Over the coming months, KDE will be sharing more communication about “ how it all fits together.” As the results from our first year of implementing Common Core Standards, new assessments and the new accountability system start to come in, it will be critical that we look at the parts of the system that are not aligned or missing. Unbridled Learning will most certainly continue to develop as we do this.

Friday, May 11, 2012

Changing the Way Educators Learn

For this week’s blog entry, I asked Associate Commissioner Felicia Cumings Smith to author a piece about professional learning. Felicia’s staff in the Office of Next-Generation Learners is keenly aware of the need to rethink the way Kentucky educators engage in training and learning to support their students and ensure their success.

As Kentucky continues to lead the nation with its college- and career-ready agenda, it cannot deny the critical role that professional learning plays. Being selected by Learning Forward as the Demonstration State for Implementing the Common Core Standards has enabled us to elevate the discussion related to professional learning and begin to analyze what steps are needed to support educators becoming more effective in their teaching and learning practices.

A report -- Transforming Professional Learning in Kentucky: Meeting the Demands of the Common Core State Standards -- authored by Linda Darling-Hammond (Stanford University) and Barnett Berry (Center for Teaching Quality) offers a look into the professional learning policy landscape in our state. Several recommendations deserve our immediate attention as we seek to ensure that all students have access to highly effective teaching, learning and assessment practices that will prepare them for college and career success.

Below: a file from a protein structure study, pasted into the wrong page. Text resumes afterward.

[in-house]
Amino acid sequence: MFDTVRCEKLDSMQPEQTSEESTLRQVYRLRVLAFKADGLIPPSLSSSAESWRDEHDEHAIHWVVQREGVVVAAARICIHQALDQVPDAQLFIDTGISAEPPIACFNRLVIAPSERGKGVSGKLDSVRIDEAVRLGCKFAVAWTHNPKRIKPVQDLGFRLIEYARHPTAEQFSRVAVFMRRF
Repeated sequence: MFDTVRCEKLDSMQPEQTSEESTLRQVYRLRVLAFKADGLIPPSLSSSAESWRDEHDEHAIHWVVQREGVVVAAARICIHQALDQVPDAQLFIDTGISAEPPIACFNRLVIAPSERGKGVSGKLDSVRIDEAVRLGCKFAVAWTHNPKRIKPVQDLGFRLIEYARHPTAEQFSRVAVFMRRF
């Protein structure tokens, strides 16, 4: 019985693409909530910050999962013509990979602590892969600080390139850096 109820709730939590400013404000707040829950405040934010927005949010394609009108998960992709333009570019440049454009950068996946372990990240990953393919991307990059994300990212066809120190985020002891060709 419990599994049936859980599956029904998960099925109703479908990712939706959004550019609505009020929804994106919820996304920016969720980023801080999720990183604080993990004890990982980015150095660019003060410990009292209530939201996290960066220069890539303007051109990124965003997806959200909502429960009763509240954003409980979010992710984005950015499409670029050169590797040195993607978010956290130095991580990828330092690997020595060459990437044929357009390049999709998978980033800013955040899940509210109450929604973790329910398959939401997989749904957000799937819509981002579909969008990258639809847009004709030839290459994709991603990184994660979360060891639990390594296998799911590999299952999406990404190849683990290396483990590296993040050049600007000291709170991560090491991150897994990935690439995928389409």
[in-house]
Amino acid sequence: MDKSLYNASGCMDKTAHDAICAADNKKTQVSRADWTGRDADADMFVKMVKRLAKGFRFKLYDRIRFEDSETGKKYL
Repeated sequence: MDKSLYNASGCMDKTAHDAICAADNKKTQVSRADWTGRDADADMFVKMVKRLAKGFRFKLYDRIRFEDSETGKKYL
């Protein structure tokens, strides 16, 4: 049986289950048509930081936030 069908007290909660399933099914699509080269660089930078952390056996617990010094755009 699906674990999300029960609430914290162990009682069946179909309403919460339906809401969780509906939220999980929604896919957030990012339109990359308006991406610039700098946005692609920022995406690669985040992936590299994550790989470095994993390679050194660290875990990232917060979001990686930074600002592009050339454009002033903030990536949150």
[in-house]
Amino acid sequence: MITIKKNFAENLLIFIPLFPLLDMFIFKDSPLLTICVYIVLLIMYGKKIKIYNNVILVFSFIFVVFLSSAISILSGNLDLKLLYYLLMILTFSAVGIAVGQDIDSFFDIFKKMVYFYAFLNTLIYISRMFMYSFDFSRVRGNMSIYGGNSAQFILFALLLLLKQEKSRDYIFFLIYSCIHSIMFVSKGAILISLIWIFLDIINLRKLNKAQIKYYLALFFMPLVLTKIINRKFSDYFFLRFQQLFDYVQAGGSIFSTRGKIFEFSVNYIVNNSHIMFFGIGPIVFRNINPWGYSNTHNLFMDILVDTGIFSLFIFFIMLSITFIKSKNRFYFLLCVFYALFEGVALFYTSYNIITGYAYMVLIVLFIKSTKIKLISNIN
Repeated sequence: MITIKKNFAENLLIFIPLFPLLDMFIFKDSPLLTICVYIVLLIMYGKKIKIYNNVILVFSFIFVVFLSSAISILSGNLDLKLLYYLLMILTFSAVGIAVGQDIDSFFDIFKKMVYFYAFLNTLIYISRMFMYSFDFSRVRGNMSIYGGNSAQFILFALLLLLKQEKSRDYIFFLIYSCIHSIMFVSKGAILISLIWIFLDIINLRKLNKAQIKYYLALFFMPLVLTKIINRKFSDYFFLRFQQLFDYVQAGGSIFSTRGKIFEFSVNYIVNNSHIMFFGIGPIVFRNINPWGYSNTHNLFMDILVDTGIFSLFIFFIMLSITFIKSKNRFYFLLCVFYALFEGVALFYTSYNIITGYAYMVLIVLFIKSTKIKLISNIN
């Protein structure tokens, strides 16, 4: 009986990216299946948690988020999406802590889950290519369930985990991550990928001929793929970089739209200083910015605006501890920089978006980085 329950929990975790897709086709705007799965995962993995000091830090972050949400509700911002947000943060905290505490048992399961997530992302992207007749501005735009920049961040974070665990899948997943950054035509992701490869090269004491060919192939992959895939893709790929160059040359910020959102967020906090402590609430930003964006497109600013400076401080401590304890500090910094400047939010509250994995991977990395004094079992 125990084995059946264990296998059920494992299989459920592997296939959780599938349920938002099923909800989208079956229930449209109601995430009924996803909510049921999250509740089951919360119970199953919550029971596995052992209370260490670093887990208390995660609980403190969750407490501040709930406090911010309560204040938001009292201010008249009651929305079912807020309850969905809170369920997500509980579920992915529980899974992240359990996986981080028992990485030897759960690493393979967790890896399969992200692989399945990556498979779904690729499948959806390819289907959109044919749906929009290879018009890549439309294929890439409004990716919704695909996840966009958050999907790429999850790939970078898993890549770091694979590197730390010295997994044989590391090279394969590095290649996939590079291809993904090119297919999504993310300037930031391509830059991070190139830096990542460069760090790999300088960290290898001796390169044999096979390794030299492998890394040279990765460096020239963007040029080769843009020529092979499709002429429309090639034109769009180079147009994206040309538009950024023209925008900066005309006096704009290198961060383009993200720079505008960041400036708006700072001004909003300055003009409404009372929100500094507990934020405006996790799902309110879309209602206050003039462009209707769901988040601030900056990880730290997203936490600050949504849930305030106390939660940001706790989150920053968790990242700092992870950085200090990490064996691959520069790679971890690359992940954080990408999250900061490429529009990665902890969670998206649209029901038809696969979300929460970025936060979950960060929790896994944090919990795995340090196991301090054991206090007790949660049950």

In particular, the following suggest shifts in practice for a systems approach to professional learning for Kentucky educators:
1.      creating a “culture change” around professional learning — particularly with use of time during and beyond the school day; accessing/capitalizing on internal expertise; and focusing more on learning than on complying with a time requirement for professional development hours
2.      ensuring there is coherence and integration of professional learning systems — between higher education and P-12 (transition, remediation, preparation, professional learning/recertification)
3.      developing a clear vision of professional learning and growth that translates into practice for all (ultimately, ensuring equity in students’ access to effective teachers, leaders, and learning experiences)

The aforementioned document may be found on the Kentucky Department of Education’s website here. The work of the Professional Learning Task Force, which is comprised of individuals representing teachers, administrators and partners, is referenced throughout.

As Kentucky continues to build momentum for meeting the state college and career readiness goals, professional learning and educator effectiveness will be foundational to these conversations.

Felicia Cumings Smith, Associate Commissioner
Office of Next-Generation Learners

Friday, May 4, 2012

Set Aside May 8 to Thank a Teacher

Kentucky Derby Weekend is here, and I am sure a lot of you are planning to enjoy the fastest two minutes in sport, whether it be in person at Churchill Downs or more remotely at home or at a Derby party. It’s a wonderful event for Kentucky and spotlights many of this state’s strong traditions.